After Aziz, #MeToo Merits a Closer Look


Christina Papageorgiou

Talia Protos ’18, Columnist.

Amidst the tumult of the #MeToo movement, including the exposure of Hollywood production mogul Harvey Weinstein, the U.S. Olympic gymnastics team doctor Larry Nassar, comedian Louis C.K., and many more men as sexual predators, a small story was published by online news source Babe denouncing renowned comedian Aziz Ansari for supposed sexual assault.

Under the headline “I went on a date with Aziz Ansari. It turned into the worst night of my life” and written by Katie Way, the article details the encounter that a 22-year-old woman named “Grace” had with the famed comedian.

As told by Way, Grace’s testimony did not paint a clear picture of what happened between her and Ansari. Grace said she was extremely uncomfortable with how quickly things progressed and the way that Ansari kept her close and kept making sexual advances. At one point, Grace told Ansari that she didn’t want to feel forced into things, to which he responded with apparent understanding. She reflected that in retrospect, she recognized Ansari’s actions as assault, since in her eyes, she made “clear non-verbal cues,” despite never verbally telling him to stop.

Grace’s testimony garnered extreme criticism from all sides. While she gained some support from the public, many self-proclaimed feminists and advocates of the #MeToo movement claimed that Grace’s application of the label “sexual assault” to her experiences was incorrect and that it invalidated the experiences of actual victims. Others chose to nitpick Grace’s story, calling her out for including details that had nothing to do with Ansari’s actions, like how he served her white wine instead of her preferred red.

Regardless of whether you believe that Grace is a victim of assault or that she turned her discomfort into an unmerited accusation, her story brings to light a set of valuable insights in an age of third-wave feminism and the #MeToo movement.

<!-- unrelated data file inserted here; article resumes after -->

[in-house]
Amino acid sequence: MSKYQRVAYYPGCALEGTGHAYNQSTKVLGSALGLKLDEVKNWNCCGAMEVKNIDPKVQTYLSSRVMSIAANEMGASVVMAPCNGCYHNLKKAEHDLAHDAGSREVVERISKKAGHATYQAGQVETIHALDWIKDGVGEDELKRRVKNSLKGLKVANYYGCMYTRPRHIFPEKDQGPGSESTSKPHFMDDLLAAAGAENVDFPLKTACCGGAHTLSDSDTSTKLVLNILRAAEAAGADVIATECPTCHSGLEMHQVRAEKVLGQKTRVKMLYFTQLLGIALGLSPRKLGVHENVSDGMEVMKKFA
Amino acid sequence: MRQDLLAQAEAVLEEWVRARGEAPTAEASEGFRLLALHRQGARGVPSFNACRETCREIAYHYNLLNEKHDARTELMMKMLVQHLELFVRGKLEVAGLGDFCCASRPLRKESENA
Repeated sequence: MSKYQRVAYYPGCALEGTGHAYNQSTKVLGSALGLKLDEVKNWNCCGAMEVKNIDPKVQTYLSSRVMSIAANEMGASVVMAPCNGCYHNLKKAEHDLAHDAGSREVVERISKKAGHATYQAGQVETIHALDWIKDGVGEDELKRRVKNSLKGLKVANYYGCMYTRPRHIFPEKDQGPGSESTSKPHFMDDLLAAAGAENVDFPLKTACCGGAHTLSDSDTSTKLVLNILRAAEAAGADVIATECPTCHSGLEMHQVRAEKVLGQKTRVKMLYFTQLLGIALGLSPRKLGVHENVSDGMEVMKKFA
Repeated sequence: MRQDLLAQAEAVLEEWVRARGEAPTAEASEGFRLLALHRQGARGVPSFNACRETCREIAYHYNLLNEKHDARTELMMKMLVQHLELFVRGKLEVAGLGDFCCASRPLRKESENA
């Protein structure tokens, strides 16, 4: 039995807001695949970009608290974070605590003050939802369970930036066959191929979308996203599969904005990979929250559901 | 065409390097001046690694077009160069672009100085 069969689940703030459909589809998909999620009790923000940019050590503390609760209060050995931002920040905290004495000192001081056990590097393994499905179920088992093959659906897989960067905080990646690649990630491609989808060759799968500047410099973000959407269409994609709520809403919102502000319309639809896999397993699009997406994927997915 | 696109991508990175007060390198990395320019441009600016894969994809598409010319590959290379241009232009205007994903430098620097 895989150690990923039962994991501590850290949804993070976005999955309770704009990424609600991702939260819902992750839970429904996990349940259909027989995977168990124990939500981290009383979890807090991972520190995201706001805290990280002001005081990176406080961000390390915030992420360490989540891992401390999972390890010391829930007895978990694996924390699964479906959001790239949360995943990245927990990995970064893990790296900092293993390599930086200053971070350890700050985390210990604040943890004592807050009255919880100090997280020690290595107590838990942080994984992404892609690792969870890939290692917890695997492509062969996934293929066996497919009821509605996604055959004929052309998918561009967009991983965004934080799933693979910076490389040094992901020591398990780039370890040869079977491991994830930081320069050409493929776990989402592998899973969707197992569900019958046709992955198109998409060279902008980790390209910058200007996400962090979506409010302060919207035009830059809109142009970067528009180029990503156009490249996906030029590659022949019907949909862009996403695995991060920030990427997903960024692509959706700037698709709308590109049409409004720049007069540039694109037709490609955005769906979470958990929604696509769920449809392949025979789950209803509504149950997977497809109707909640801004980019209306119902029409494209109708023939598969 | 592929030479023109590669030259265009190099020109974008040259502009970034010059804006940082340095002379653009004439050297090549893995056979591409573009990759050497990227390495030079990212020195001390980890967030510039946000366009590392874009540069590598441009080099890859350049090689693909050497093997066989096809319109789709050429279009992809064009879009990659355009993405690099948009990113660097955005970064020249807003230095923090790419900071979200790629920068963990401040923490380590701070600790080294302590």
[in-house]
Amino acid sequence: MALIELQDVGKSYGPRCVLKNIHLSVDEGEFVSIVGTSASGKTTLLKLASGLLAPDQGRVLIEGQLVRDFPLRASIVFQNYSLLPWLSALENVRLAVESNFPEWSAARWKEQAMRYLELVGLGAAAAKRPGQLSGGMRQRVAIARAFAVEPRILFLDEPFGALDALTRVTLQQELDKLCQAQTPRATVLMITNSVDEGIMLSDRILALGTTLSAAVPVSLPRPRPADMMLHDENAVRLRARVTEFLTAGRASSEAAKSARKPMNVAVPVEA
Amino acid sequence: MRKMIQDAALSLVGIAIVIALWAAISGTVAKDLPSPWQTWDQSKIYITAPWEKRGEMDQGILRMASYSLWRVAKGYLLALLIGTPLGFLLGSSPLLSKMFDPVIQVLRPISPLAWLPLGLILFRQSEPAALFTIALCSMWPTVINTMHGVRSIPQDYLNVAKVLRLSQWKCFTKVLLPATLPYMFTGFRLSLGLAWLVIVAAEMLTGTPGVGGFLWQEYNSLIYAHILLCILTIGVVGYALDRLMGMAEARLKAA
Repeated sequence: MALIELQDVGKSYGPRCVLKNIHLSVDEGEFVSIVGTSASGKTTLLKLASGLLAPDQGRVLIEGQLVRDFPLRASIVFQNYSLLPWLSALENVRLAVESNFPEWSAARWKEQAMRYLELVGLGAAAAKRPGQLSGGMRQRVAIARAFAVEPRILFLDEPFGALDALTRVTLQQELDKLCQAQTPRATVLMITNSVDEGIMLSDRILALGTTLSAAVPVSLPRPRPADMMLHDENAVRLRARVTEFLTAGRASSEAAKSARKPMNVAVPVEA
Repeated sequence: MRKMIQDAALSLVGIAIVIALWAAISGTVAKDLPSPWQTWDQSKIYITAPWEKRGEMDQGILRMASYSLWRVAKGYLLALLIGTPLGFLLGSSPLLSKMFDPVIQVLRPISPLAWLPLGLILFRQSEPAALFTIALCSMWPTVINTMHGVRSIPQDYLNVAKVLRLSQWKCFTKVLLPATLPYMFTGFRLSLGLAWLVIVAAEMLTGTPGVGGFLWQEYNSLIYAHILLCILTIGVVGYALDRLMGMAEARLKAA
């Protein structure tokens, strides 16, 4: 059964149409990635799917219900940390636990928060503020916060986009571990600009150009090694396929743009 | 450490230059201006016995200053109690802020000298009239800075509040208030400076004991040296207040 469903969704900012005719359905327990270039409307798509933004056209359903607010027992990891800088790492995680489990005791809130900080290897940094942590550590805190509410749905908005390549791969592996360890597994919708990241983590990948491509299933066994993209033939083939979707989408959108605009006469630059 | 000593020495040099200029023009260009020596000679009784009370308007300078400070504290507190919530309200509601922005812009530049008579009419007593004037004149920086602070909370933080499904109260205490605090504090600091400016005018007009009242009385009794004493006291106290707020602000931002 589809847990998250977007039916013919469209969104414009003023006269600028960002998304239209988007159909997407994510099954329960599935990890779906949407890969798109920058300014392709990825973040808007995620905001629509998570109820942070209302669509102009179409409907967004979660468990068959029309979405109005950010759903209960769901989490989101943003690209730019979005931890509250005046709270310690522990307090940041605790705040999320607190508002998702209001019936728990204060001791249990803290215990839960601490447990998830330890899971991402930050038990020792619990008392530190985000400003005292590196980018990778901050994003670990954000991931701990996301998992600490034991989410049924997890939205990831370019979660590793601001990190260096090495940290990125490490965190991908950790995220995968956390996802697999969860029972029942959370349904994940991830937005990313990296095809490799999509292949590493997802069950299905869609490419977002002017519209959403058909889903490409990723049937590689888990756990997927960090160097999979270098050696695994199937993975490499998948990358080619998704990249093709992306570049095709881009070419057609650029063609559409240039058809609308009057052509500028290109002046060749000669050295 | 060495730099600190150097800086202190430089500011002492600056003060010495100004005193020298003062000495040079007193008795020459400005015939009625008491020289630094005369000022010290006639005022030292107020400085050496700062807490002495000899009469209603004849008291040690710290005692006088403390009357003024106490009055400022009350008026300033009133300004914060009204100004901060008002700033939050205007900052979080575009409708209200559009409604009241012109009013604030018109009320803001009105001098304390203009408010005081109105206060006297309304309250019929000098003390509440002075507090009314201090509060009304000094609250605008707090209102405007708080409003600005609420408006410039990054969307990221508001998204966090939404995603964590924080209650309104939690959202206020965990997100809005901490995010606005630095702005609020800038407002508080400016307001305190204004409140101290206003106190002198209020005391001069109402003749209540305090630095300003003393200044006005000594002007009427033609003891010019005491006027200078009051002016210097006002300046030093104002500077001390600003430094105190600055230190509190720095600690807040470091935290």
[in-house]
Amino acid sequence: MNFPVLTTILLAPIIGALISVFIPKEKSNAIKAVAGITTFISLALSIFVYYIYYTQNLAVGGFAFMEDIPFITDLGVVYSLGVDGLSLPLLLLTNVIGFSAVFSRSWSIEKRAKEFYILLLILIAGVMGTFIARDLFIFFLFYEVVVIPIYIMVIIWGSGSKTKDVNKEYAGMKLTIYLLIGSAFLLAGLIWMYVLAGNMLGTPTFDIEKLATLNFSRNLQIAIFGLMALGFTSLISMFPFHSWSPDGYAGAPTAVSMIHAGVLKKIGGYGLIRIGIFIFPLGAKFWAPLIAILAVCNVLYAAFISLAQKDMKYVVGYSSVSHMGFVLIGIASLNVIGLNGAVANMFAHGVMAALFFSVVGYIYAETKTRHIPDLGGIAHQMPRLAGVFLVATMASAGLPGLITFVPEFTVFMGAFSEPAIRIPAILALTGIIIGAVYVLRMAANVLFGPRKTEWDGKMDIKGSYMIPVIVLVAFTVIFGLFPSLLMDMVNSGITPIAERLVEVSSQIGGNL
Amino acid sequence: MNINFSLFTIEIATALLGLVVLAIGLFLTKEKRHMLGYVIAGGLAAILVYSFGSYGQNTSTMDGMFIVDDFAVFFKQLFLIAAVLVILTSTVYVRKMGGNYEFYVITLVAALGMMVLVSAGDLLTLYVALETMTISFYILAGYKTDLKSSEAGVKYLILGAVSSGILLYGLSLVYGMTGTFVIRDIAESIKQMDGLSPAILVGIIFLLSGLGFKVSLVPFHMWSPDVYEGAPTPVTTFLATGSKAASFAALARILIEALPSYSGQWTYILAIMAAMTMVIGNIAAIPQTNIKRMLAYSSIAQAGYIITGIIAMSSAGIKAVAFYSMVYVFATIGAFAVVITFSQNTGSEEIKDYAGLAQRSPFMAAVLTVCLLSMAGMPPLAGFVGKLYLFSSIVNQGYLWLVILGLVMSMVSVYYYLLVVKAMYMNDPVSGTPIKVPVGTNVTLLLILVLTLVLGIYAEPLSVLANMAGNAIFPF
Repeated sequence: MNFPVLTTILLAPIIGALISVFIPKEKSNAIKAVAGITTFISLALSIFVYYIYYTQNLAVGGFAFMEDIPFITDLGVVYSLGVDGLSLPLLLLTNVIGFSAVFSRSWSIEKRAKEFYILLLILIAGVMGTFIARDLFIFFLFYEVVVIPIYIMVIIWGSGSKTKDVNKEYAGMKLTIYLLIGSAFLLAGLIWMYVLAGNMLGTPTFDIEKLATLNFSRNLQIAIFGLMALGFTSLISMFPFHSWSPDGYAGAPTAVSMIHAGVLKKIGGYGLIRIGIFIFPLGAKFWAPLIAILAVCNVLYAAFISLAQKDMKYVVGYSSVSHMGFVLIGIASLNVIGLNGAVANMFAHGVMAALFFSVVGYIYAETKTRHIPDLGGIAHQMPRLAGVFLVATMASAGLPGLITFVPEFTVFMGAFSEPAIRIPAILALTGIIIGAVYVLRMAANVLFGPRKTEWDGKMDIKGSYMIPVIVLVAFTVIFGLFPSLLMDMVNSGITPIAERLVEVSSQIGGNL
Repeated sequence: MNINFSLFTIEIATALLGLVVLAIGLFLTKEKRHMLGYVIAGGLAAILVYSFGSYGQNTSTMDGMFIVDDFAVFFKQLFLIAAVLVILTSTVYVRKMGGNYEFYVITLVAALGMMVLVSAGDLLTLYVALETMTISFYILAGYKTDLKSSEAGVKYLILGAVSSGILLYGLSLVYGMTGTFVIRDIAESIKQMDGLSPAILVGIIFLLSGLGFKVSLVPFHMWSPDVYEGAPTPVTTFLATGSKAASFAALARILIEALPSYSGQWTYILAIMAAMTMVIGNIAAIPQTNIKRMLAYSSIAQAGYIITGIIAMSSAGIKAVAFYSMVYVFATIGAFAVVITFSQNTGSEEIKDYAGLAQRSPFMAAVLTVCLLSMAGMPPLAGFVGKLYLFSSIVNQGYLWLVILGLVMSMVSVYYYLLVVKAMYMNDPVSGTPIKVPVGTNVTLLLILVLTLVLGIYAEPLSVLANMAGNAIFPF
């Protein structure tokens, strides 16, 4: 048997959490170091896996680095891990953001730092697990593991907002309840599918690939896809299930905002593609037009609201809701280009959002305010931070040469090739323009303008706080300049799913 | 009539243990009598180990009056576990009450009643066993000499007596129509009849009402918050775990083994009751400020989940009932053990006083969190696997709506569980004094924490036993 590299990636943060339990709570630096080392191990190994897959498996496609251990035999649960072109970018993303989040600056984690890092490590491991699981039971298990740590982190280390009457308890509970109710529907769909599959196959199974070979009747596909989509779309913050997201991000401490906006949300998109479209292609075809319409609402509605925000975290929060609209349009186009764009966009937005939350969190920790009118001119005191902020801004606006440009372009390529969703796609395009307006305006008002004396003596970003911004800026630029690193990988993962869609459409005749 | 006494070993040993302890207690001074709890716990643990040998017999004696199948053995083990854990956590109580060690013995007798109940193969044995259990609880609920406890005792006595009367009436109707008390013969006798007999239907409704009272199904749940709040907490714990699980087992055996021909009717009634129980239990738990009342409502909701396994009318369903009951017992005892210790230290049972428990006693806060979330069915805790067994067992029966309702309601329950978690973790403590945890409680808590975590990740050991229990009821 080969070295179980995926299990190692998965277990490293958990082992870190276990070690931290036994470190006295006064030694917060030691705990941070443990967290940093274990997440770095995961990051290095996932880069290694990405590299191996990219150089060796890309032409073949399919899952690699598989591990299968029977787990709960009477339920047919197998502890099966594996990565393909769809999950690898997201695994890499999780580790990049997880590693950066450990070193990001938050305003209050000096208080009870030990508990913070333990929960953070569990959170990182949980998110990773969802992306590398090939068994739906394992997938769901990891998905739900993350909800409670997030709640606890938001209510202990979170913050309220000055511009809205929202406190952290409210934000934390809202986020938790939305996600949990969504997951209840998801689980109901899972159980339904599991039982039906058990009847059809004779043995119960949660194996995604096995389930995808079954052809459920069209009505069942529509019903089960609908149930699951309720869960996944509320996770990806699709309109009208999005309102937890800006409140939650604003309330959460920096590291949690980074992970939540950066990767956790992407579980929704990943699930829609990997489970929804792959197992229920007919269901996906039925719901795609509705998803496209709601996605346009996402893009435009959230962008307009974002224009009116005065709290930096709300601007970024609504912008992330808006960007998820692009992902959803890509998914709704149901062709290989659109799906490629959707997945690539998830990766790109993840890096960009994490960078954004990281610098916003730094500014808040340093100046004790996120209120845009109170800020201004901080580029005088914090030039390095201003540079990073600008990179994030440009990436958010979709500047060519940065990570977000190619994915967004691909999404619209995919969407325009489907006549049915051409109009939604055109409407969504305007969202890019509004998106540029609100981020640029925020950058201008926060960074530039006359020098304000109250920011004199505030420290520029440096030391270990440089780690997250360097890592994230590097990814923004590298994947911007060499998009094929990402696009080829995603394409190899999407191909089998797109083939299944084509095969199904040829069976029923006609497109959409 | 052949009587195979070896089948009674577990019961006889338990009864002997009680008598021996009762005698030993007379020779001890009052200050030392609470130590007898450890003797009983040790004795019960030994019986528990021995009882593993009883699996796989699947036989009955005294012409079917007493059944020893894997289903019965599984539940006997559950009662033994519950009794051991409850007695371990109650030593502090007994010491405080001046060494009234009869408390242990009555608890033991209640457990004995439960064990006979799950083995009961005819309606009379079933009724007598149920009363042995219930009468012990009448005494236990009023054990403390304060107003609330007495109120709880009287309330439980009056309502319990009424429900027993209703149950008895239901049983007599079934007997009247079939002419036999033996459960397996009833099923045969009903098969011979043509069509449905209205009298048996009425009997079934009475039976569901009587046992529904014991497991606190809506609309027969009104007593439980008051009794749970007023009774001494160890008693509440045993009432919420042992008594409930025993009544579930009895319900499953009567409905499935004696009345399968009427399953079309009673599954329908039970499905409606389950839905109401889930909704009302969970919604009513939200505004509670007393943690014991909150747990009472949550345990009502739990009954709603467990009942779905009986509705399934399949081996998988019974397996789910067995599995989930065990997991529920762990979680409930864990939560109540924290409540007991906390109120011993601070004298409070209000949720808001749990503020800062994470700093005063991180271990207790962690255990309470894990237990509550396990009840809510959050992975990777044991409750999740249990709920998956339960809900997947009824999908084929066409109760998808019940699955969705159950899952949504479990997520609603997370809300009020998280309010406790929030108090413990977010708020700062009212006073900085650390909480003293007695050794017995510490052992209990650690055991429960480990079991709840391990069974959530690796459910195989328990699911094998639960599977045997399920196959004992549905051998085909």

“…all women’s and victims’ stories are valid and each and every one of them can bring a new realization to the table – all that we have to do is listen.”

Sexual assault encompasses any unwanted physical sexual advances that the victim has not clearly consented to. While victims are NEVER at fault for being assaulted, the fact that Grace was vividly uncomfortable and yet never explicitly told Ansari to stop points to a lack of empowerment that many women experience. The crusade to end sexual violence posits that society is responsible for identifying assailants and making their actions known, but there needs to be a discussion about how victims, specifically women, need to learn how to stand up for themselves.

Even if Ansari’s behavior with Grace was not sexual assault, his actions are still deeply disturbing and problematic. From what we can tell, Ansari was forceful in making sexual advances with Grace and at times when she may have seemed uncomfortable, he didn’t pick up on it, nor did he at any point stop to ask if she was okay with what was happening. This points to a fatal flaw in our society: that men are not taught to be sensitive to the potential discomfort of others because their feelings are what matter, and more importantly, that men are not taught what consent is or how to go about asking for it.

Grace’s story, controversy aside, also tells us that no matter what the experience, whether it be of sexual assault or a disturbing encounter, all women’s and victims’ stories are valid and each and every one of them can bring a new realization to the table – all that we have to do is listen.